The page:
The WW1 inspired “Fallen for the Fallen” centenary mural has been officially unveiled in the cloisters of Chester Cathedral. The installation forms a major part of the Friends of the Countess of Chester Country Park’s Fallen for the Fallen project.
Aiming to commemorate WW1 and its victims, the project has used a felled cedar tree, planted at the time of the War and at the end of its life, to carve a walking trail of carved poppies leading from the Upton War memorial to the Countess of Chester Country Park.
Julie Mitchell, town crier and local artist, has been the creative director behind the mural installation which has involved pupils from all the Upton schools in its creation. The five panels, which together form the mural, represent and symbolise the learning journey the community has made reflecting upon World War One, they also show the actual journey along the poppy trail from the war memorial to the park and feature the soldiers whose names are on that monument.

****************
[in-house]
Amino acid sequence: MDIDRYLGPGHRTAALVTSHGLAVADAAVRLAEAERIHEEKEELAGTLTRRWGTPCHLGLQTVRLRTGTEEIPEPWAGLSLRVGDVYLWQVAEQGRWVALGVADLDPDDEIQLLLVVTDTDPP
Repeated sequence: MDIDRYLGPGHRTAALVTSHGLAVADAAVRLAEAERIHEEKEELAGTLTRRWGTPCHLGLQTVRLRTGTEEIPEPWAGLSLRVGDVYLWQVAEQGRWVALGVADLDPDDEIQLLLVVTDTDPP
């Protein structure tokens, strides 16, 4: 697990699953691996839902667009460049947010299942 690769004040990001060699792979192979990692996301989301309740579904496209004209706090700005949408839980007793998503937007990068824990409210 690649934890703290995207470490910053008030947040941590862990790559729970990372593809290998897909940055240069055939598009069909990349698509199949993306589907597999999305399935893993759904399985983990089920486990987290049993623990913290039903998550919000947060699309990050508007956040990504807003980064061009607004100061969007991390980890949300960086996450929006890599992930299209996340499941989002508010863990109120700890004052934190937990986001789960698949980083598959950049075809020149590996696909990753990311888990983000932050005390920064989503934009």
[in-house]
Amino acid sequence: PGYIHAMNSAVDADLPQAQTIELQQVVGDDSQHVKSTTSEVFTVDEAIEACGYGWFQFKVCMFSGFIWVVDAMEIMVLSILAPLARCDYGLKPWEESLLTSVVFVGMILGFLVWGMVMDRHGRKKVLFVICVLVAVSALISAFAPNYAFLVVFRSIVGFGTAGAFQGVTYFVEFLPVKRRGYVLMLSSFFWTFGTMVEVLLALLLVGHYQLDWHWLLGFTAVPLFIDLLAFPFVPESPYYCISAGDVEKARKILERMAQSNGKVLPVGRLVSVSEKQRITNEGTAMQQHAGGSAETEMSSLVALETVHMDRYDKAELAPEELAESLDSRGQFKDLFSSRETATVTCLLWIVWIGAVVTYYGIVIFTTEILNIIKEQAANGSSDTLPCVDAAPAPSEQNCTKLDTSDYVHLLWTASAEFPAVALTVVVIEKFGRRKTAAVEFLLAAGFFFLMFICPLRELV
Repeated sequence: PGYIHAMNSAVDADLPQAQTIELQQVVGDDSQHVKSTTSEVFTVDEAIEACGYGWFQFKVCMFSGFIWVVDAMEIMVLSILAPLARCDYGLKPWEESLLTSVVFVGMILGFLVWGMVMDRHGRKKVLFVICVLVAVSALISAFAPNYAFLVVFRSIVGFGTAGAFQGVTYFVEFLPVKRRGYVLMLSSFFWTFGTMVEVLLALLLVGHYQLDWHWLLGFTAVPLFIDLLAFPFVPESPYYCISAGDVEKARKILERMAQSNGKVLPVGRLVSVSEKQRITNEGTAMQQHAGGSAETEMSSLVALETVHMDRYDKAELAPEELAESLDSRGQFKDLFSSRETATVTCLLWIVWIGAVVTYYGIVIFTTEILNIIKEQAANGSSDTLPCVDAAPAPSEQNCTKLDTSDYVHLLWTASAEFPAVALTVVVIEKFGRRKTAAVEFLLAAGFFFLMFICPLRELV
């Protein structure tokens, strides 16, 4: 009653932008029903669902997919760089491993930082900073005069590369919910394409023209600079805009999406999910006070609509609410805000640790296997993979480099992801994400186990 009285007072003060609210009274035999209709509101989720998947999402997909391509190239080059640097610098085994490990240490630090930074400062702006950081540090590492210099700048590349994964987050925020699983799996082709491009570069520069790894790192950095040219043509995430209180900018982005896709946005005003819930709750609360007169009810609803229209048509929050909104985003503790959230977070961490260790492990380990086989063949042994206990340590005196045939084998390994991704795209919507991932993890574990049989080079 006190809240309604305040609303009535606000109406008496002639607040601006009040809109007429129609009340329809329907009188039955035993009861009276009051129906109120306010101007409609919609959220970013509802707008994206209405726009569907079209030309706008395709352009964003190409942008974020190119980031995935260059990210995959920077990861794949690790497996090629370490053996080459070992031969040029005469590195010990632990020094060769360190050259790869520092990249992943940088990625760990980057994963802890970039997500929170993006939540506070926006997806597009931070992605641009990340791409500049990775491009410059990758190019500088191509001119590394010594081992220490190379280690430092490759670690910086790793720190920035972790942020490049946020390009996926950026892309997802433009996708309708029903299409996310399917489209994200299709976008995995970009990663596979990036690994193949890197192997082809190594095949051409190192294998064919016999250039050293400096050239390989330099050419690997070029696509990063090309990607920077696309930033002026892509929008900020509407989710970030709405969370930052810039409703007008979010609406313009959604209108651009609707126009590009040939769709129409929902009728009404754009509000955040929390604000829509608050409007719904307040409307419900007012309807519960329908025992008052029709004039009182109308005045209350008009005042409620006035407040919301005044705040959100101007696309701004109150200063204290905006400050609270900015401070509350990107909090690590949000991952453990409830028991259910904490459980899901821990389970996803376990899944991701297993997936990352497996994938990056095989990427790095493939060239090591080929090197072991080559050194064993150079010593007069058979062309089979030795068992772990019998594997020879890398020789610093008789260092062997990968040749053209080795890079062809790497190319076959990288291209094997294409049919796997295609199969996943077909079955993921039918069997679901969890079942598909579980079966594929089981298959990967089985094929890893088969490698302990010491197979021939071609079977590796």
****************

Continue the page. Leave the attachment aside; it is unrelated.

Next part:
At the opening ceremony last Thursday, Canon Jane Brooke, the Cathedral’s acting Dean welcomed supporters and those involved in the project as Major Julian Clayton from the 2nd Battalion, Mercian Regiment cut the ribbon. Many of the names on the Upton War Memorial were from the Cheshire Regiment, which Major Clayton joined as a young soldier, they combined with others to become the Mercian Regiment in 2007.
Andy Scargill from the Friends group who is coordinating Fallen for the Fallen and spoke about it during the short ceremony afterwards said, “I have seen the mural become a reality over the last few weeks and have even helped create parts of it. However, it wasn’t until I was standing by it, in such a special setting, talking to the invited guests about what it meant that I fully realised how incredibly special this installation really was. I would urge everybody to find time to visit it and witness for themselves what these school pupils have created. The mural is a fitting tribute to those who fell, for us, 100 years ago.”
The mural will be on display in the Cathedral cloisters throughout July and August before moving to a new home.
Photos by Andy Scargill